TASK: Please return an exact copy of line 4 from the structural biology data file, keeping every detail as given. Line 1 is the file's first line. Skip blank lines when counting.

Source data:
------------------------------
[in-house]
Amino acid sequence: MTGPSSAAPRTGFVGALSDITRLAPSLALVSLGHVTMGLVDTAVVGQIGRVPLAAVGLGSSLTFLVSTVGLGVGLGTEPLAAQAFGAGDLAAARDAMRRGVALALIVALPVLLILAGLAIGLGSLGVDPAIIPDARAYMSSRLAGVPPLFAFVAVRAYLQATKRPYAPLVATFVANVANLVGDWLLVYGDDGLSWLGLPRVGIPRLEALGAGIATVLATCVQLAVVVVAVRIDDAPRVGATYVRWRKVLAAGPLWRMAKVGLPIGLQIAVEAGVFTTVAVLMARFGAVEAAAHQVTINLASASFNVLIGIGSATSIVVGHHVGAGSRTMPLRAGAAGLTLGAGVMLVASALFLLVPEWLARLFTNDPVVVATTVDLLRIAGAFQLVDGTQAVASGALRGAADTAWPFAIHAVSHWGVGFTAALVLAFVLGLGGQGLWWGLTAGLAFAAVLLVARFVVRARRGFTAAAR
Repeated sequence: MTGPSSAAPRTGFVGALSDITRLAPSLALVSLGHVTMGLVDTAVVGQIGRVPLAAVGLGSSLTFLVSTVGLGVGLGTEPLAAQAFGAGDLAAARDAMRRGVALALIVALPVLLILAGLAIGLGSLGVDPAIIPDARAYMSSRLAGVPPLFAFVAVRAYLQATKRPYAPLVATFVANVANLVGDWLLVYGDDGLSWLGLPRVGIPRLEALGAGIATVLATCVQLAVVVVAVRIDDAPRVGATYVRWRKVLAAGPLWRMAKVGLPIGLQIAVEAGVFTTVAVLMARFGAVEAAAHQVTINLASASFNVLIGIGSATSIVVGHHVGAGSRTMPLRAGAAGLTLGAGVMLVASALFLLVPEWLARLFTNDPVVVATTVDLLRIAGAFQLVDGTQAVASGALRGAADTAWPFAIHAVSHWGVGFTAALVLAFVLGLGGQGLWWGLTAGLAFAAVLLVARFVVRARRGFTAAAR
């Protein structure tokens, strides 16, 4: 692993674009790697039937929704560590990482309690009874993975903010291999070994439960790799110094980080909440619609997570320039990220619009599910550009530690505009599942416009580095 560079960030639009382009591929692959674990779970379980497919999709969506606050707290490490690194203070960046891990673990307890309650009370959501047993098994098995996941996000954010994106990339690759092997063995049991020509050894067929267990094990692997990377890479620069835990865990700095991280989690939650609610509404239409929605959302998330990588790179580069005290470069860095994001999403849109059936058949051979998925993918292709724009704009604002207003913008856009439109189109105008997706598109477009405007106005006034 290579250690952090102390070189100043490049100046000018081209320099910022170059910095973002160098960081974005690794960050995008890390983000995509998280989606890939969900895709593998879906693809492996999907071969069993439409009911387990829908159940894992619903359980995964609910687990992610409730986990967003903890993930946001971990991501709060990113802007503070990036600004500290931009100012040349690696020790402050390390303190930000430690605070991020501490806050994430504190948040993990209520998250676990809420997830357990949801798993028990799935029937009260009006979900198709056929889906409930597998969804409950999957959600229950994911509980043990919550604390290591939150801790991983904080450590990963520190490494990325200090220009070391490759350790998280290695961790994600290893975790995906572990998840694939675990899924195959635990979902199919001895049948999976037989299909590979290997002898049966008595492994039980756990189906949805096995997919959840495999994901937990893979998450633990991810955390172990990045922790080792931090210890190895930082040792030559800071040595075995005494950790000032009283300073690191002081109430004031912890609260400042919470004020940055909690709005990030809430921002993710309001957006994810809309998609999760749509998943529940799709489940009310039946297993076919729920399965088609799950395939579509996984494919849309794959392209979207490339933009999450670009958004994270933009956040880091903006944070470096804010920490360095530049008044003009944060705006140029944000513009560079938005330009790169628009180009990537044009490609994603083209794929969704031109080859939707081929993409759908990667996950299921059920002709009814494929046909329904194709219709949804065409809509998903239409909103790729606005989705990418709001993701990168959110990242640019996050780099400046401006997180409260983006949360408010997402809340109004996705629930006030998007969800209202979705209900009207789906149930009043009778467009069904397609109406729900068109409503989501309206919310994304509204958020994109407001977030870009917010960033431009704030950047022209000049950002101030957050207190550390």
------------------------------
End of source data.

């Protein structure tokens, strides 16, 4: 692993674009790697039937929704560590990482309690009874993975903010291999070994439960790799110094980080909440619609997570320039990220619009599910550009530690505009599942416009580095 560079960030639009382009591929692959674990779970379980497919999709969506606050707290490490690194203070960046891990673990307890309650009370959501047993098994098995996941996000954010994106990339690759092997063995049991020509050894067929267990094990692997990377890479620069835990865990700095991280989690939650609610509404239409929605959302998330990588790179580069005290470069860095994001999403849109059936058949051979998925993918292709724009704009604002207003913008856009439109189109105008997706598109477009405007106005006034 290579250690952090102390070189100043490049100046000018081209320099910022170059910095973002160098960081974005690794960050995008890390983000995509998280989606890939969900895709593998879906693809492996999907071969069993439409009911387990829908159940894992619903359980995964609910687990992610409730986990967003903890993930946001971990991501709060990113802007503070990036600004500290931009100012040349690696020790402050390390303190930000430690605070991020501490806050994430504190948040993990209520998250676990809420997830357990949801798993028990799935029937009260009006979900198709056929889906409930597998969804409950999957959600229950994911509980043990919550604390290591939150801790991983904080450590990963520190490494990325200090220009070391490759350790998280290695961790994600290893975790995906572990998840694939675990899924195959635990979902199919001895049948999976037989299909590979290997002898049966008595492994039980756990189906949805096995997919959840495999994901937990893979998450633990991810955390172990990045922790080792931090210890190895930082040792030559800071040595075995005494950790000032009283300073690191002081109430004031912890609260400042919470004020940055909690709005990030809430921002993710309001957006994810809309998609999760749509998943529940799709489940009310039946297993076919729920399965088609799950395939579509996984494919849309794959392209979207490339933009999450670009958004994270933009956040880091903006944070470096804010920490360095530049008044003009944060705006140029944000513009560079938005330009790169628009180009990537044009490609994603083209794929969704031109080859939707081929993409759908990667996950299921059920002709009814494929046909329904194709219709949804065409809509998903239409909103790729606005989705990418709001993701990168959110990242640019996050780099400046401006997180409260983006949360408010997402809340109004996705629930006030998007969800209202979705209900009207789906149930009043009778467009069904397609109406729900068109409503989501309206919310994304509204958020994109407001977030870009917010960033431009704030950047022209000049950002101030957050207190550390």